1918 flu survivors

1918 flu survivors share memories as research continues


Margaret Duchez, 94, did not have the flu, but remembers that in 1918 her grandmother locked the door so that she couldn't go outside during the pandemic. In her community near Cleveland, Ohio, people were afraid to go to church, walk in the street or let children play outside, she said. An entire family died around the corner from her.

"People were dying so fast in our parish, which was old St. Patrick's, they could not bury them fast enough," Duchez said.

A study in Nature last year showed survivors of the 1918 pandemic still have some immunity to that virus in the form of B cells, which are immune cells that produce antibodies.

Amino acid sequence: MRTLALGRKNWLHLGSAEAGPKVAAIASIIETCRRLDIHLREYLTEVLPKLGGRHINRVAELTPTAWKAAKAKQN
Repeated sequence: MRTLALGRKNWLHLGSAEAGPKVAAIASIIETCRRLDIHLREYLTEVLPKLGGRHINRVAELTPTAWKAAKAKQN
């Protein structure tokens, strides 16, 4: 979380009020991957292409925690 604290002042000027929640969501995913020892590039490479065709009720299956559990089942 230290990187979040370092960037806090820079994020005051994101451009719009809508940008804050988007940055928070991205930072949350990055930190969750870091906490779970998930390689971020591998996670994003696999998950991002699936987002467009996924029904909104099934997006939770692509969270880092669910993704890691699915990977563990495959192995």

Now, researchers are taking the knowledge from that study to work toward an antibody treatment for swine flu, the 2009 H1N1 virus that has sickened hundreds of people worldwide.

When a person gets infected with a virus, the body typically mounts an immune response to it. B cells produce antibodies, leaving the person at least partially immune to the disease, said Dr. James Crowe, professor at Vanderbilt University and lead study author.

Comment: Not many folk from 1918 remain! Both my Mom (b 1920) and Dad (b 1918 - d 1999) were born during this pandemic

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